DJOU REACTS TO HAWAII'S HIGHEST IN THE NATION COST FOR OBAMACARE
Djou Only Congressional Candidate Who Champions Complete Overhaul of Obamacare
Charles Djou reacted to a recent study showing Hawaii with the highest in the nation enrollment cost for the Affordable Care Act (ACA), otherwise known as Obamacare.
"A recent study showed that the cost per enrollee for Obamacare in Hawaii is nearly $24,000. Hawaii's enrollment cost is TWENTY SIX (26) times the national average; that’s two-and-a-half times the cost for the second most expensive state, North Dakota," stated Djou.
"Government must work to better the lives of our citizens, but Obamacare clearly fails this promised standard. Obamacare’s punitive costs and punishing demands hurt, not help, working people,” Djou continued.
Djou is the only candidate running for Hawaii's 1st Congressional District calling for a complete overhaul of Obamacare.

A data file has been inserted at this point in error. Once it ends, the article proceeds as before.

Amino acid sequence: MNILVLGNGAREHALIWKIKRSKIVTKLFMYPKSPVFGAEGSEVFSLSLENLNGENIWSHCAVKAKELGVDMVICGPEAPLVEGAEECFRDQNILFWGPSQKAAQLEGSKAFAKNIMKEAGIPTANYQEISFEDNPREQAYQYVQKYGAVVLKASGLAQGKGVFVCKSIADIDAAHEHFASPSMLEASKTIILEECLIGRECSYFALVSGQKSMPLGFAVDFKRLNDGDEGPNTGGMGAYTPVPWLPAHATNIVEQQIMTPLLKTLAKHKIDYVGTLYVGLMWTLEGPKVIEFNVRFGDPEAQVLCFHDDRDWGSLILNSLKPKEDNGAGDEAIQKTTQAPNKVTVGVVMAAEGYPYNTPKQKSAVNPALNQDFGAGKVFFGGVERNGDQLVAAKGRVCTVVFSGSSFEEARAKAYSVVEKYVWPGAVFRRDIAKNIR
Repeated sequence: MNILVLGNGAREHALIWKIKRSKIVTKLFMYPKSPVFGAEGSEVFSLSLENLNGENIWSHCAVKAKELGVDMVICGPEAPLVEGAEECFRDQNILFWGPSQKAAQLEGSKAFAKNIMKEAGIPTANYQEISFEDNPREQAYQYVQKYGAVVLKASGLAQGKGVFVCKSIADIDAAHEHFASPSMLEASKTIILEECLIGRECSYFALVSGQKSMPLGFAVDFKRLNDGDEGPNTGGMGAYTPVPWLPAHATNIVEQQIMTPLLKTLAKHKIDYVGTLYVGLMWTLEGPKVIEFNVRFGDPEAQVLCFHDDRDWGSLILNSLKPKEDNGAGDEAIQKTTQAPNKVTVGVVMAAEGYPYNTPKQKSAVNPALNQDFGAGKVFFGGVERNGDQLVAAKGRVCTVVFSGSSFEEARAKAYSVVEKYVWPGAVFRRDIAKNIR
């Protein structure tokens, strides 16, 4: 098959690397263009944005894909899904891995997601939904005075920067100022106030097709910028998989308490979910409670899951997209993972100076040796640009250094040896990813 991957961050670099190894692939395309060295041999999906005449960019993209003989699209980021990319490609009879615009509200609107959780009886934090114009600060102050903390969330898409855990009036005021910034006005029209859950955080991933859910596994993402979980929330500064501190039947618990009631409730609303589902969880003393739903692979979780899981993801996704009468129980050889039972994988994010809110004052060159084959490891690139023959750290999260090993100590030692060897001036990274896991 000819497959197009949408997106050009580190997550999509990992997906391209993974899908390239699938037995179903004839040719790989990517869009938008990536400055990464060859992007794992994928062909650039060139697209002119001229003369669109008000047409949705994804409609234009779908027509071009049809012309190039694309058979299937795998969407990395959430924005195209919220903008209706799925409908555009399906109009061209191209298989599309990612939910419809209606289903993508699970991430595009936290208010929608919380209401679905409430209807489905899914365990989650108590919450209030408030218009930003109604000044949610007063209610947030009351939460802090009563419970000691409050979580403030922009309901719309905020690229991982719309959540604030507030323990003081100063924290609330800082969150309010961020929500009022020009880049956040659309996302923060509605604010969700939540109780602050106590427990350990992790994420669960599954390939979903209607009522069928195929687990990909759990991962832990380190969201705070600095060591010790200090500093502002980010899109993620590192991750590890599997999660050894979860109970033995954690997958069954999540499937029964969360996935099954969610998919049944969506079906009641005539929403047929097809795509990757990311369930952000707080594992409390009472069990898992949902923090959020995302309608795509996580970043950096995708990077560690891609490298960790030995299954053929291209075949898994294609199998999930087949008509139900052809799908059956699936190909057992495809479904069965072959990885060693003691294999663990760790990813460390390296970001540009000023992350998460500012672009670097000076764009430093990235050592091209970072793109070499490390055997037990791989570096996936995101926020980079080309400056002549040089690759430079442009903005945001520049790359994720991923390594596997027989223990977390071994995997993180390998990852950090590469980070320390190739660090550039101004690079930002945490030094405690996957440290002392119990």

Djou said, “I am committed to improving healthcare in this country by truly containing healthcare costs and protecting healthcare coverage. Hawaii should be exempt from Obamacare, we should enact sensible medical malpractice tort reform, permit the interstate sale of health insurance and expand the use of health savings accounts. These healthy changes to our healthcare system will most benefit those in dire need of affordable, quality healthcare.
This is the right way to fix healthcare in America. We cannot accept the scare tactics of the special interests vested in the over-regulated, over-priced system known as Obamacare."
A recent study showed that Hawaii has the highest cost-per-enrollee in the nation. Hawaii's cost-per-enrollee was $23,899, far above the national average of $922. The second most expensive state, North Dakota, "only" spent $7,089 per enrollee, a fraction of Hawaii's outrageous cost. $205 million was appropriated for Hawaii, with an additional expected annual operating cost of $15 million. According to the report, approximately 8.592 Hawaii residents have signed up for the Hawaii Health Connector, well below the 150,000 participants needed for the program to be financially self-sustaining.
The full report can be found at:
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